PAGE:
Year of living dangerously for food companies


Stock market-quoted food companies are often touted by young pimple-faced analysts as providing defensive qualities for investors in choppy markets. In 1998 that myth was consigned to the tiphead as five of the six quoted Irish food companies underperformed the ISEQ. Once again, as has been the case in each of the last ten years, share price action has been determined primarily by fundamentals and strategic decisions taken within each company.

The operating environment for most food manufacturers remains intensely competitive. Outside of Ireland, and especially in the UK, consumer demand has weakened progressively over the year. Retailers are twitchy, and the pressure to open price wars across a number of product categories is considerable. In turn, manufacturers are being asked to deliver with ever-increasing efficiency and higher food safety standards, at lower unit costs.

At a broader level, the continuing reform of international trade agreements is forcing down the price of primary dairy, cereal and meat products. The eternal jousting between farmers and the EU Commission over CAP reform continues. The only certainty is that farm output prices will decline further.

That is good for consumers. Food prices will be flat to declining in the forseeable future. For manufacturers, lower raw material prices should help margins. But retailing is now a sophisticated system, dominated by a handful of companies. These closely monitor all movements in raw material prices for their suppliers. Lower prices in, say, milk, cereal or pigs, are followed closely by demands from supermarkets for more competitive prices in cheese, bread or pigmeat. How do Irish companies tack around these problems? A variety of strategies are being employed. Scaling up to counter the power of retailers is one such route. Kerry's efforts to become the largest supplier of certain consumer foods (sausages, pies) and be the most efficient in the game has been successful. The Avonmore Waterford merger is also designed to attain scale in the liquid milk and cheese markets.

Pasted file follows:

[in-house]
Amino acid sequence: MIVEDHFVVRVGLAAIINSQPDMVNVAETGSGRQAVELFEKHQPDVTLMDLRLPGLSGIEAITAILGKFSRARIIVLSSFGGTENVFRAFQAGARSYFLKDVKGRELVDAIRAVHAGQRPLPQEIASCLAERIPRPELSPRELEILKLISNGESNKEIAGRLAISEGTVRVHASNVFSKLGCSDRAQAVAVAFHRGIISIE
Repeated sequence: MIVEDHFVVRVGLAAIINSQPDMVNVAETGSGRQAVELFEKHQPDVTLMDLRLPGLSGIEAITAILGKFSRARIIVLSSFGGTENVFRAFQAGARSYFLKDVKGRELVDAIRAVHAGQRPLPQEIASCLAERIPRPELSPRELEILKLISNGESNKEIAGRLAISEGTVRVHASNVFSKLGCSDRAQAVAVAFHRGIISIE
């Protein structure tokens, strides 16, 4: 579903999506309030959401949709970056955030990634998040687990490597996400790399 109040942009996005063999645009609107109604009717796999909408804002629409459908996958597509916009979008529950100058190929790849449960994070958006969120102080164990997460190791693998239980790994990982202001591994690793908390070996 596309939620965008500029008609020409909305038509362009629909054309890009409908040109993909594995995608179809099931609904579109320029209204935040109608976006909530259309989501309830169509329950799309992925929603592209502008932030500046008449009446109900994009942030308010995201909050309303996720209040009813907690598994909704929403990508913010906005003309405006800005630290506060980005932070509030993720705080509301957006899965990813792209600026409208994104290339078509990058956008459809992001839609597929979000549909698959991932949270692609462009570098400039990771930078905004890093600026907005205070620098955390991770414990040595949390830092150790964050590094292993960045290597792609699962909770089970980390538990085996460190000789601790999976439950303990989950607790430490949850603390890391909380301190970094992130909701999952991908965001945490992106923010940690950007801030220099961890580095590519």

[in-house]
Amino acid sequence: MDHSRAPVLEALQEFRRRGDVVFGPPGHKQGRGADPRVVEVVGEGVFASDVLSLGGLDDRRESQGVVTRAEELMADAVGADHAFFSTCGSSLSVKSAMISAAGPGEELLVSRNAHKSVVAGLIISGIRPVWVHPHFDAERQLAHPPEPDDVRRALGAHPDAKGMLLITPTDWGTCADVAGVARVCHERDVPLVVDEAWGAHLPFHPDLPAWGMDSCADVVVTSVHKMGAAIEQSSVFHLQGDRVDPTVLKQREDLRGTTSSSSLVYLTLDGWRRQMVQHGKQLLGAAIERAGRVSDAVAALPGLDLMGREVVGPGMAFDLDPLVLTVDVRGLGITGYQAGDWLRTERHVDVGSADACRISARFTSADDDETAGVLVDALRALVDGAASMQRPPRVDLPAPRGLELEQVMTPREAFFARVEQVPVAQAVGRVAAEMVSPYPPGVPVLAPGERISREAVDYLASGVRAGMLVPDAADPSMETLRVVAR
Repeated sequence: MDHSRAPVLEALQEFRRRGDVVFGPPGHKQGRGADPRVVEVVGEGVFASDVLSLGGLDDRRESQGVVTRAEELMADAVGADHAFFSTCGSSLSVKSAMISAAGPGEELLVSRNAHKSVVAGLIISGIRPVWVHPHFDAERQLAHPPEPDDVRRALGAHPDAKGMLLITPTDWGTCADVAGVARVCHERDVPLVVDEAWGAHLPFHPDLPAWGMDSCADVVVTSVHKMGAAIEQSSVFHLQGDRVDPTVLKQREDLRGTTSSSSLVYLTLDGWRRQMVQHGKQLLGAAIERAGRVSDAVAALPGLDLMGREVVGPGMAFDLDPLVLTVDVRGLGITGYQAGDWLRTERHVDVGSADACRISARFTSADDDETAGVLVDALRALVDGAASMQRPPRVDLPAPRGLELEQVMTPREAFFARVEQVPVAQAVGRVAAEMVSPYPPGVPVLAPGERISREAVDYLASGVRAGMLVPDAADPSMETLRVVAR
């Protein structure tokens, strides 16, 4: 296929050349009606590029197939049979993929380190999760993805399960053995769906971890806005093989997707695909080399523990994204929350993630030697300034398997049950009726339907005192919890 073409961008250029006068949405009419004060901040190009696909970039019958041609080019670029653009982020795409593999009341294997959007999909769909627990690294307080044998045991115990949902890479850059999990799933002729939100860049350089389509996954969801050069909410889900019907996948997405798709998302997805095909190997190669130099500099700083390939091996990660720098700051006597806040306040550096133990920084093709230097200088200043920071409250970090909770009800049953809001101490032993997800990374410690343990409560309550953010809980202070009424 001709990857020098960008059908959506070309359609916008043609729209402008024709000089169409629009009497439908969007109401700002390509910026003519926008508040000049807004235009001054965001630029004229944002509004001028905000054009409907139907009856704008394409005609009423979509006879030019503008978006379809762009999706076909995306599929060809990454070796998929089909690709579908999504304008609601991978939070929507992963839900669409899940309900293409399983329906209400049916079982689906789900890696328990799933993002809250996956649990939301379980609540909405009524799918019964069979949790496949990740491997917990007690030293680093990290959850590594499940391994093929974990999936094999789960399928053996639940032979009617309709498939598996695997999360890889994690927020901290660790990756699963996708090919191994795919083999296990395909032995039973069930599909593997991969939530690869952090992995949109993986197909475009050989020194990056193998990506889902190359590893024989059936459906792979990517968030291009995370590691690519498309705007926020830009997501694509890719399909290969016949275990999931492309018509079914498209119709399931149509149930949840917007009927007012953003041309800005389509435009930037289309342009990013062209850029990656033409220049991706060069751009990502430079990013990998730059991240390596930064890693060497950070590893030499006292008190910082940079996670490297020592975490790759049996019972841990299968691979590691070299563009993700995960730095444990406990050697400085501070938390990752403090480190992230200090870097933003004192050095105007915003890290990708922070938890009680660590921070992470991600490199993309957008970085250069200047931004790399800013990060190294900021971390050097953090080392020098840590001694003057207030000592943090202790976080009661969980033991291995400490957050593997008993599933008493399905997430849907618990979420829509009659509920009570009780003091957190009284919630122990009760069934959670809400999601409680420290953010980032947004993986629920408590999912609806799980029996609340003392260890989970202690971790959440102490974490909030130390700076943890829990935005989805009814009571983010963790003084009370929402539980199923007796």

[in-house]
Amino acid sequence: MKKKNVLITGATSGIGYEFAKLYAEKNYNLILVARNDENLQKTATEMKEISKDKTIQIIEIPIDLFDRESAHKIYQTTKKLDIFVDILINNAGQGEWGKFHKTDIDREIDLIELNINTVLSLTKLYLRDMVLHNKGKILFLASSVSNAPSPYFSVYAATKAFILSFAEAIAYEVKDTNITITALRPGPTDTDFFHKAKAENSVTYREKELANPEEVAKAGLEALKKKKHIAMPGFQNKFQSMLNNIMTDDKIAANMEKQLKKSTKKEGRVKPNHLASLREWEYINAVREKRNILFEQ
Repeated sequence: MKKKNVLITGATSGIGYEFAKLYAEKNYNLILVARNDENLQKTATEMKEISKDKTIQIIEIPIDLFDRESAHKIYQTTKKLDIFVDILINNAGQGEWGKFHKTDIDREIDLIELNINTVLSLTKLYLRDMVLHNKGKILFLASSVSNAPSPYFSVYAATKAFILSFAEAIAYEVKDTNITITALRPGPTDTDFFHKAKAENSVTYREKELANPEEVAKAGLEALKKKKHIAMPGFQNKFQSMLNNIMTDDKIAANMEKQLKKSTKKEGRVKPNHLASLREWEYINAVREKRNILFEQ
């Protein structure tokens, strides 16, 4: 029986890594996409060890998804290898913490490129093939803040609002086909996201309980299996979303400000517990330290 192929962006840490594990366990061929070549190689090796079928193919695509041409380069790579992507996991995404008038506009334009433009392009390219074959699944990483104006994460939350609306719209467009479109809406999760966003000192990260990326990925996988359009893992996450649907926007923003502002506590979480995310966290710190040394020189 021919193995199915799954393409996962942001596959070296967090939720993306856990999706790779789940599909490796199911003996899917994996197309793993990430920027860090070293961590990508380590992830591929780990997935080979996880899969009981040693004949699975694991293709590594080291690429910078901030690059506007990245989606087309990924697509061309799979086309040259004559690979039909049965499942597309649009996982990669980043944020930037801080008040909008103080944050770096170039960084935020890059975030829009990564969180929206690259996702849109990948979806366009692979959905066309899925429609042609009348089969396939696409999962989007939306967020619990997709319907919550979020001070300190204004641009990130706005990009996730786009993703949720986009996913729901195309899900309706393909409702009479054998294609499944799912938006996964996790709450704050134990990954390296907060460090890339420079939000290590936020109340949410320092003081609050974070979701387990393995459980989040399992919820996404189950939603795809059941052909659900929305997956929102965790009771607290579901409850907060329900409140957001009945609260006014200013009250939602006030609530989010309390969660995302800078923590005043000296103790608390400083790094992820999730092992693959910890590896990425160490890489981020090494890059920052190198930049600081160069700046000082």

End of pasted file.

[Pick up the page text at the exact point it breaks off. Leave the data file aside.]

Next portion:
Another route is to move away from direct reliance on retailers and focus on supplying value-added ingredients to high-margin manufacturers. The classic example of this has been Kerry's well-analysed drive into global fruit, dairy and cereal-based ingredients. It has engaged in strategic partnerships with its customers to deliver key flavouring and texturising agents. In the process it gets robust margins from some of the world's largest branded food processors.

Yet another option, related to the first two, is to diversify earnings as a means of minimising risk. We have seen this adopted recently by Golden Vale, Greencore and IAWS. Golden Vale entered the frozen prepared meals market for the first time through its £16.5 million Rye Valley purchase. Greencore bought the pizza producer Paramount Foods (costing £61 million sterling). IAWS has placed a large bet on the frozen par-baked bread and confectionery market through the £50 million acquisition of Cuisine de France and a commitment to expand this business in the UK. Each of these deals offers new markets for the purchasers and faster growth rates than their core activities. Both the Golden Vale and Greencore deals are just bedded down and a judgement on their success will take another year. Cuisine de France was purchased in November 1997 and has apparently beaten its budgets in 1998.

Clearly, far from the stodgy image food manufacturing obtains, the dynamics of the industry are complex and challenging. Each of the quoted companies enters 1999 against the backdrop of ever-changing market conditions. That environment will churn out a range of investment, divestment and acquisition opportunities.

We expect the flow of deals in the sector will remain healthy. Strong balance sheets, coupled with low interest costs, provides the war chest for expansion. A slowdown in the global economy is exerting pressure on a number of sectors. That feature, plus the ongoing divestitures of assets by trans-national companies, will provide opportunities for Irish food groups to expand. In particular, we expect to see further activity by Irish groups in UK liquid milk, bread baking and flour milling.

At a more strategic level, debate continues about how Irish food processors should position themselves for the future. Some argue food manufacturing offers limited returns on investment, and companies must carefully weigh up the option of returning cash to shareholders rather than pursue acquisitions. Others see the domestic food industry consolidating, and would argue that mergers are an optimal structure in some sectors.

Joe Gill is head of equity sales at ABN AMRO Stockbrokers